CURRENTLY OPEN FOR PUBLIC CONSULTATION – HAVE YOUR SAY!
Ireland’s third River Basin Management Plan is currently under development and is open for public consultation. River Basin Management Plans are pivotal tools for the implementation of the EU Water Framework Directive. The Water Framework Directive is European legislation that requires our rivers, lakes, groundwater and coastal water to achieve a healthy state, or what’s known as ‘good ecological status’.Ireland’s first RBMP was published in 2009, the second was published in 2018, and the third RBMP due to cover the period 2022-2027 is in the process of being finalised. But what does all of this mean?
THE TREE MAY BE DEAD BUT ITS WOOD STILL SUPPORTS LIFE
“Dead wood provides one of the two or three greatest resources for animal species in a natural forest ecosystem,” says Charles Elton in ‘The Pattern of Animal Communities’. Although it is quite often removed in an effort to keep things tidy and make space for living trees, dead wood is actually a vital element in woodland ecosystems. Wood decomposition is one of a woodland’s essential recycling processes and a natural part of every tree’s lifecycle. Dead and decaying wood also provides a nutrient-rich habitat for fungi, a nursery for beetle larvae and a larder for insectivorous birds and other animals. Incredibly, forests worldwide produce and decompose 150 billion tonnes of wood every year!This article is adapted from an article by the Woodland Trust that can be found on their website (www.woodlandtrust.co.uk).
It’s well understood that the ever increasing demand for goods and services is fueling climate breakdown. Yet despite this advertisers go to extreme expense to convince us to spend more and more. That’s why activists and campaigners of all kinds are heaping pressure on the advertising industry (and the biggest polluters) to clean up their act. Dermot McNally investigates.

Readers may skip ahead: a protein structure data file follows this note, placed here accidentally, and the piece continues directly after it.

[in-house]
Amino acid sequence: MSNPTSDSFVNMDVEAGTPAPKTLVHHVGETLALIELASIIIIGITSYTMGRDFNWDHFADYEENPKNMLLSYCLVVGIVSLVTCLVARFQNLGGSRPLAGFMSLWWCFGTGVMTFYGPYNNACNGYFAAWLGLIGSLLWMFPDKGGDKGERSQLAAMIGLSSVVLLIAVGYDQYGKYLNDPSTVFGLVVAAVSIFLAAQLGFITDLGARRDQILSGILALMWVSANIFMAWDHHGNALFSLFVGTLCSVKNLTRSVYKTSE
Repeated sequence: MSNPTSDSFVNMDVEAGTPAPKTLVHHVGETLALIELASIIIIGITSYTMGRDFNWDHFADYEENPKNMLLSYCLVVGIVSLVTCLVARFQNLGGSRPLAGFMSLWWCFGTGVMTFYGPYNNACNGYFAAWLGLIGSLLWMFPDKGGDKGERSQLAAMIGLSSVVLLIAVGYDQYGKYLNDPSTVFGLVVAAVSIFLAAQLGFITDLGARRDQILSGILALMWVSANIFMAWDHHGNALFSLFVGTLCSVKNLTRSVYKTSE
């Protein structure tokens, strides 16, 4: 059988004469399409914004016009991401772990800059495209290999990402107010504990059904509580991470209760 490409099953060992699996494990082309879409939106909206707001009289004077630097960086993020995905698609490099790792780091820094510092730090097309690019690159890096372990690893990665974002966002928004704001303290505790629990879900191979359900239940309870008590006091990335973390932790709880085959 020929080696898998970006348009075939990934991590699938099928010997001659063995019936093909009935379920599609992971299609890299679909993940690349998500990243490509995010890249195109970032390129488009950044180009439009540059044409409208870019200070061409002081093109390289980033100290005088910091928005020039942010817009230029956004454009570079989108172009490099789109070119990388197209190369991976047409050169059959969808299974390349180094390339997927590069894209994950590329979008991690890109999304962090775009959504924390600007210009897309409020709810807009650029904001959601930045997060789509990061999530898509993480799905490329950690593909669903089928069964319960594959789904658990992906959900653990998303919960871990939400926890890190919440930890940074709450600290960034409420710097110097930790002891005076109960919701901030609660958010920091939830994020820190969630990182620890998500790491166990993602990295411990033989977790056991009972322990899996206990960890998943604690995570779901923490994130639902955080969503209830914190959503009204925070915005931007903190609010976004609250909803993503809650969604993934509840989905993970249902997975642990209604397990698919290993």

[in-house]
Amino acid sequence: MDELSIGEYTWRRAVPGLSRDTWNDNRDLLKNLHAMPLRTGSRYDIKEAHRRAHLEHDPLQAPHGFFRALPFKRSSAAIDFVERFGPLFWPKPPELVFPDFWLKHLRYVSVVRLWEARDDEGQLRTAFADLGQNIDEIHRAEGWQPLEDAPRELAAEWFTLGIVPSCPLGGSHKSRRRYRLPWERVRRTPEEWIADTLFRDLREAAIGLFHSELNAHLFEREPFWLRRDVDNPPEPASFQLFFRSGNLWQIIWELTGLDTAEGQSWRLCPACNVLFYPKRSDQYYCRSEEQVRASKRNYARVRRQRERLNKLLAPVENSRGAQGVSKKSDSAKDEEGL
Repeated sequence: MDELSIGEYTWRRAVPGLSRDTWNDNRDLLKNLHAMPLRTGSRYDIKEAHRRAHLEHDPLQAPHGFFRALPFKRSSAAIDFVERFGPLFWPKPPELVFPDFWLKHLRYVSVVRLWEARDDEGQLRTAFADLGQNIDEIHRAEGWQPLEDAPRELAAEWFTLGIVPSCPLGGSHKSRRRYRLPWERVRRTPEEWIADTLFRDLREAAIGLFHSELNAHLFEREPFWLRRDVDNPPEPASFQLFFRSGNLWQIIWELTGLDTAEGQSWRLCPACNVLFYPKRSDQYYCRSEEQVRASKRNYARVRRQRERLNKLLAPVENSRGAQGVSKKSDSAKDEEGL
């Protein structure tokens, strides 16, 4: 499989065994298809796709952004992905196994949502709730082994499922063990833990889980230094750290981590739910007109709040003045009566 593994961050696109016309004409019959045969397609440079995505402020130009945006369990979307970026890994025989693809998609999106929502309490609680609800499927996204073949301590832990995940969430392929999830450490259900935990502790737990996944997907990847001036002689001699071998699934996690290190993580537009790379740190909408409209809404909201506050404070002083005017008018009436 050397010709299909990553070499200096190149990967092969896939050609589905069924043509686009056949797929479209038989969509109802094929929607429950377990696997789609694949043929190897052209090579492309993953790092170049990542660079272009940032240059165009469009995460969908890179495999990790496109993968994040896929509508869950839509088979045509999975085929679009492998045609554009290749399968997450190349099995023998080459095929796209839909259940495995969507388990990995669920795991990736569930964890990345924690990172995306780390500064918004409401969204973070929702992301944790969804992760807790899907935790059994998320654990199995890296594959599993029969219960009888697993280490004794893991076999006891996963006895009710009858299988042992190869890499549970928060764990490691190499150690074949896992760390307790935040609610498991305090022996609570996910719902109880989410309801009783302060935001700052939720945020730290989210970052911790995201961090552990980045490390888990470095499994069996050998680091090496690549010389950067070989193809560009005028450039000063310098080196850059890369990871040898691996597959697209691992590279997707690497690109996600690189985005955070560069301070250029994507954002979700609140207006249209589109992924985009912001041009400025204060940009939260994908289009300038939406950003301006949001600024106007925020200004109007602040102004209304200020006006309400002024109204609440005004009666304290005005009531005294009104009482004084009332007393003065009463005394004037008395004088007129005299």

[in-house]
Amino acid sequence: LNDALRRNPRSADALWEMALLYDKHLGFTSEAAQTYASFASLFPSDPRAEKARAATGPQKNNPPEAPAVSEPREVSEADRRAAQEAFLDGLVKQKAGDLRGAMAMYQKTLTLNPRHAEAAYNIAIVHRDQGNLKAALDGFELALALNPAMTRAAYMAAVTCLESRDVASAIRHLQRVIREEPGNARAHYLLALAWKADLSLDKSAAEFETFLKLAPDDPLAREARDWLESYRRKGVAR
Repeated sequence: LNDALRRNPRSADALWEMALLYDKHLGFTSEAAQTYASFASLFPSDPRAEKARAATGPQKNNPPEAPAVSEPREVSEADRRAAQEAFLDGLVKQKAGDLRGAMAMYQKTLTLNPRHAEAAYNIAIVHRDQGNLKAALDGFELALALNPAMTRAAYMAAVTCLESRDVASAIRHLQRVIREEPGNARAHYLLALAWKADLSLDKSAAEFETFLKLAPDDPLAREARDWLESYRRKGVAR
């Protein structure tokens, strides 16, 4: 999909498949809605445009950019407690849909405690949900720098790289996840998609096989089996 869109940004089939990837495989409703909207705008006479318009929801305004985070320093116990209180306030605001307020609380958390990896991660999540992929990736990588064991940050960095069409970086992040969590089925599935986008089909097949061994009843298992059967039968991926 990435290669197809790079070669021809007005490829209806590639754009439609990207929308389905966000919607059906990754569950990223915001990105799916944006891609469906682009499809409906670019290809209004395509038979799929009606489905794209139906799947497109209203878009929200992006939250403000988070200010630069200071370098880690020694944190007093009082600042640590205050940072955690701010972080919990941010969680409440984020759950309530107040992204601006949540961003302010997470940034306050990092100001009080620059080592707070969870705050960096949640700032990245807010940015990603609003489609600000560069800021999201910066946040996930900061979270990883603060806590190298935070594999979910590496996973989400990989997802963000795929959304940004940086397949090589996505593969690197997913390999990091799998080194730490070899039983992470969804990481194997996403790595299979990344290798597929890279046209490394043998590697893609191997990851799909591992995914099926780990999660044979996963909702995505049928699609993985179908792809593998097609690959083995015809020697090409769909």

WHY ARE THEY IMPORTANT AND WHAT’S HAPPENING TO THEM?
Greenland (near the North Pole) and Antarctica (South Pole) are home to most of the world’s glacial ice, including its only two ice sheets. Glaciers and ice sheets have been appearing in the news quite frequently in the past few years as they are increasingly unstable due to global warming. Just before Christmas it was reported that the Thwaites Glacier in the Antarctic, which is the widest glacier in the world and is sometimes referred to as the ‘Doomsday Glacier’, could collapse in as little as five years. Candice Moen has a closer look at our earth’s ice.
THE HISTORY OF ICE ON EARTH
There have been many ice ages on earth, most of them long before humans made their first appearance. These ice ages would have ranged from “comparatively mild” to “so severe that the entire Earth froze over for tens or even hundreds of millions of years”. Looking back over the history of these ice ages, the planet seems to have three main settings: ‘greenhouse’, when tropical temperatures extend to the poles and there are no ice sheets at all; ‘icehouse’, when there is some permanent ice, although its extent varies greatly; and ‘snowball’, in which the planet’s entire surface is frozen over. During the different greenhouse, icehouse and snowball there was ice present in various different locations across the earth’s surface.